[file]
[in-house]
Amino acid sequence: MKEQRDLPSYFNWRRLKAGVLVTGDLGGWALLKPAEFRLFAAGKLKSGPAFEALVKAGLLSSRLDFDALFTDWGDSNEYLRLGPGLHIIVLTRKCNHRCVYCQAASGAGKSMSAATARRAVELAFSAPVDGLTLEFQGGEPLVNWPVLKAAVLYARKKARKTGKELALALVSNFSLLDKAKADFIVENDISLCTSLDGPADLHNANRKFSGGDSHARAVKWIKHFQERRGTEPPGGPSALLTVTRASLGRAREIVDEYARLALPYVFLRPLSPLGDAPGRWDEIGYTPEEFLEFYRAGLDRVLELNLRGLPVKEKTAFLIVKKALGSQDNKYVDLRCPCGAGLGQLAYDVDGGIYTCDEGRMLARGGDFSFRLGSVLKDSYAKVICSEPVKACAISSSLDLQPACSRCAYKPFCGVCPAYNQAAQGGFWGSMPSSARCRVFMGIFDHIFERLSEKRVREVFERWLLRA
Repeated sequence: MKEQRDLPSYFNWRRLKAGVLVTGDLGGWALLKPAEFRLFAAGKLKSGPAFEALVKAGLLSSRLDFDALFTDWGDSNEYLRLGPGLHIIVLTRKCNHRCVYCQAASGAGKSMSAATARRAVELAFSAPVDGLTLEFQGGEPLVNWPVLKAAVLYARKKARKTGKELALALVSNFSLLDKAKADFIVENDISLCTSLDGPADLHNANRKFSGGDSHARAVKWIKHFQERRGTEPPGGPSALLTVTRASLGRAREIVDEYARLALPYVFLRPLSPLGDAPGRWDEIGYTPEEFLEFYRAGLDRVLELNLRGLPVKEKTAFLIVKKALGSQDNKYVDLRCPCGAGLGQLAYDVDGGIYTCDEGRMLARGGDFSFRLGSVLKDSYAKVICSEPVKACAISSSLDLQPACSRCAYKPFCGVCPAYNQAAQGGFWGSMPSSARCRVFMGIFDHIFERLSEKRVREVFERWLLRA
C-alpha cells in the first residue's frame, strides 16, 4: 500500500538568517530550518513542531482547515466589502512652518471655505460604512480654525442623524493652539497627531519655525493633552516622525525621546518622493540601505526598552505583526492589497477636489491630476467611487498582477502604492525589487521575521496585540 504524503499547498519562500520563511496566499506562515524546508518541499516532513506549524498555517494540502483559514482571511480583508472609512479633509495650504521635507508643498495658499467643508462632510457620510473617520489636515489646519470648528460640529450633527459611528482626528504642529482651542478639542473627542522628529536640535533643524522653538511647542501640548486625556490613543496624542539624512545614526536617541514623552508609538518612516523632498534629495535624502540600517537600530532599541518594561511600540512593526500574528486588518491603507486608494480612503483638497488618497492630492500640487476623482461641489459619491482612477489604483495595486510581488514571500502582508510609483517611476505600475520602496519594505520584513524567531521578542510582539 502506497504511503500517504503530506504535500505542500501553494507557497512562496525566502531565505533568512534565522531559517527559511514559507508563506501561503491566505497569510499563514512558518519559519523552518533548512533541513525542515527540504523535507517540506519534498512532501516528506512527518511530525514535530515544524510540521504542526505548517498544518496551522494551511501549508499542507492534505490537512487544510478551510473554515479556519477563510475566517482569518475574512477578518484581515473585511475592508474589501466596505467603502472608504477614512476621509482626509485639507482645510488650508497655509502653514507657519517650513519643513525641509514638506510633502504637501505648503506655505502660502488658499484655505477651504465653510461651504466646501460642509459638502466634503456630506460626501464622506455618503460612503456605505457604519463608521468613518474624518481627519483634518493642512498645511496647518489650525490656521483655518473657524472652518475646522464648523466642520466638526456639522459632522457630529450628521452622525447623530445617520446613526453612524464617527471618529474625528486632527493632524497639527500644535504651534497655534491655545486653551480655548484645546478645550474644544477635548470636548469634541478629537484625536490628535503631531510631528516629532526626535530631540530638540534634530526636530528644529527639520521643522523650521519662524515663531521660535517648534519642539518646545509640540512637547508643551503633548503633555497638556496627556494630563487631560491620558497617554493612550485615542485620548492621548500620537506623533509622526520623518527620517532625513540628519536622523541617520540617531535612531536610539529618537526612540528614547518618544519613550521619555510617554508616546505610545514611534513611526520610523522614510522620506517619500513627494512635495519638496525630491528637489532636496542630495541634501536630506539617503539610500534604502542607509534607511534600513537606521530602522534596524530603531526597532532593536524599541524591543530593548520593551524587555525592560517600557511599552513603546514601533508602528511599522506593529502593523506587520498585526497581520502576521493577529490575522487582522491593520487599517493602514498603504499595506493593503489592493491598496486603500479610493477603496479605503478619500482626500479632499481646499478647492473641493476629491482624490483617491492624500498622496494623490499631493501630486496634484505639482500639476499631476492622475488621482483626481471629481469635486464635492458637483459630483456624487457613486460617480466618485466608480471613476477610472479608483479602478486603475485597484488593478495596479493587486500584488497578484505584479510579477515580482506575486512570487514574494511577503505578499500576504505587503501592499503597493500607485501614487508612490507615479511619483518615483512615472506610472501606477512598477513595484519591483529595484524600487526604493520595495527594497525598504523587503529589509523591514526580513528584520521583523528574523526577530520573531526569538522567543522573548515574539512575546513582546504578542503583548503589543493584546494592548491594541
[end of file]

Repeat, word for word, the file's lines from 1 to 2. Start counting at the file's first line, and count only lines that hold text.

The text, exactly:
[in-house]
Amino acid sequence: MKEQRDLPSYFNWRRLKAGVLVTGDLGGWALLKPAEFRLFAAGKLKSGPAFEALVKAGLLSSRLDFDALFTDWGDSNEYLRLGPGLHIIVLTRKCNHRCVYCQAASGAGKSMSAATARRAVELAFSAPVDGLTLEFQGGEPLVNWPVLKAAVLYARKKARKTGKELALALVSNFSLLDKAKADFIVENDISLCTSLDGPADLHNANRKFSGGDSHARAVKWIKHFQERRGTEPPGGPSALLTVTRASLGRAREIVDEYARLALPYVFLRPLSPLGDAPGRWDEIGYTPEEFLEFYRAGLDRVLELNLRGLPVKEKTAFLIVKKALGSQDNKYVDLRCPCGAGLGQLAYDVDGGIYTCDEGRMLARGGDFSFRLGSVLKDSYAKVICSEPVKACAISSSLDLQPACSRCAYKPFCGVCPAYNQAAQGGFWGSMPSSARCRVFMGIFDHIFERLSEKRVREVFERWLLRA